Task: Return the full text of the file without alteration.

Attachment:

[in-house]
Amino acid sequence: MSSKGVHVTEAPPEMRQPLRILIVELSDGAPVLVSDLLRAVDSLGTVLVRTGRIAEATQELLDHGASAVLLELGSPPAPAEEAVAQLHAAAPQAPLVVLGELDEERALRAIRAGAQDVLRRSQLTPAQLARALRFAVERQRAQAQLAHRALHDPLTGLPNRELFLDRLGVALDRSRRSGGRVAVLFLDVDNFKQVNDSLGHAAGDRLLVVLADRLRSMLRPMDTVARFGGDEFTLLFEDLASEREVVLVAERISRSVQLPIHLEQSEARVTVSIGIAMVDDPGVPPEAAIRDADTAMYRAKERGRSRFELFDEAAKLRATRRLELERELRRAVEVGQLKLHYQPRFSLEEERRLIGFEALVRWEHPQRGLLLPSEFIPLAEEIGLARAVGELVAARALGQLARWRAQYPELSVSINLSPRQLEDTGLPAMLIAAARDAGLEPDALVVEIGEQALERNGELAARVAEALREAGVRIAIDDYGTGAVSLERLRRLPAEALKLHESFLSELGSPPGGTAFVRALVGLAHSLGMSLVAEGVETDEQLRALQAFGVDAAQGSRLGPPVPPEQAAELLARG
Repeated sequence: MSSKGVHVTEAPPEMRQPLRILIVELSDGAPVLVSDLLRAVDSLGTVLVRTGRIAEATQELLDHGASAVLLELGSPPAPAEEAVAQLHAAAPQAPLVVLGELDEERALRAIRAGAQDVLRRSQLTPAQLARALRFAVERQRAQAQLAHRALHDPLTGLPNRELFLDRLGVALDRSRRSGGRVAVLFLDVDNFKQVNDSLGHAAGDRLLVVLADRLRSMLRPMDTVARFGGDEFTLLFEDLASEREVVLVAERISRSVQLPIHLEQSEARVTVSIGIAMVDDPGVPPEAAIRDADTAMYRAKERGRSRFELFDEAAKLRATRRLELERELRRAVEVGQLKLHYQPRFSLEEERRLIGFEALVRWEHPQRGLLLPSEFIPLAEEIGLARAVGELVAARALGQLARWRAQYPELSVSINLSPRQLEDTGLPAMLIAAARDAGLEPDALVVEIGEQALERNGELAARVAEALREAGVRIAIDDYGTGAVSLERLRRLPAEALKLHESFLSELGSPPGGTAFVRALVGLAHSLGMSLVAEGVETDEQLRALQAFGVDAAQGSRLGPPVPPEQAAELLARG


[in-house]
Amino acid sequence: MSSKGVHVTEAPPEMRQPLRILIVELSDGAPVLVSDLLRAVDSLGTVLVRTGRIAEATQELLDHGASAVLLELGSPPAPAEEAVAQLHAAAPQAPLVVLGELDEERALRAIRAGAQDVLRRSQLTPAQLARALRFAVERQRAQAQLAHRALHDPLTGLPNRELFLDRLGVALDRSRRSGGRVAVLFLDVDNFKQVNDSLGHAAGDRLLVVLADRLRSMLRPMDTVARFGGDEFTLLFEDLASEREVVLVAERISRSVQLPIHLEQSEARVTVSIGIAMVDDPGVPPEAAIRDADTAMYRAKERGRSRFELFDEAAKLRATRRLELERELRRAVEVGQLKLHYQPRFSLEEERRLIGFEALVRWEHPQRGLLLPSEFIPLAEEIGLARAVGELVAARALGQLARWRAQYPELSVSINLSPRQLEDTGLPAMLIAAARDAGLEPDALVVEIGEQALERNGELAARVAEALREAGVRIAIDDYGTGAVSLERLRRLPAEALKLHESFLSELGSPPGGTAFVRALVGLAHSLGMSLVAEGVETDEQLRALQAFGVDAAQGSRLGPPVPPEQAAELLARG
Repeated sequence: MSSKGVHVTEAPPEMRQPLRILIVELSDGAPVLVSDLLRAVDSLGTVLVRTGRIAEATQELLDHGASAVLLELGSPPAPAEEAVAQLHAAAPQAPLVVLGELDEERALRAIRAGAQDVLRRSQLTPAQLARALRFAVERQRAQAQLAHRALHDPLTGLPNRELFLDRLGVALDRSRRSGGRVAVLFLDVDNFKQVNDSLGHAAGDRLLVVLADRLRSMLRPMDTVARFGGDEFTLLFEDLASEREVVLVAERISRSVQLPIHLEQSEARVTVSIGIAMVDDPGVPPEAAIRDADTAMYRAKERGRSRFELFDEAAKLRATRRLELERELRRAVEVGQLKLHYQPRFSLEEERRLIGFEALVRWEHPQRGLLLPSEFIPLAEEIGLARAVGELVAARALGQLARWRAQYPELSVSINLSPRQLEDTGLPAMLIAAARDAGLEPDALVVEIGEQALERNGELAARVAEALREAGVRIAIDDYGTGAVSLERLRRLPAEALKLHESFLSELGSPPGGTAFVRALVGLAHSLGMSLVAEGVETDEQLRALQAFGVDAAQGSRLGPPVPPEQAAELLARG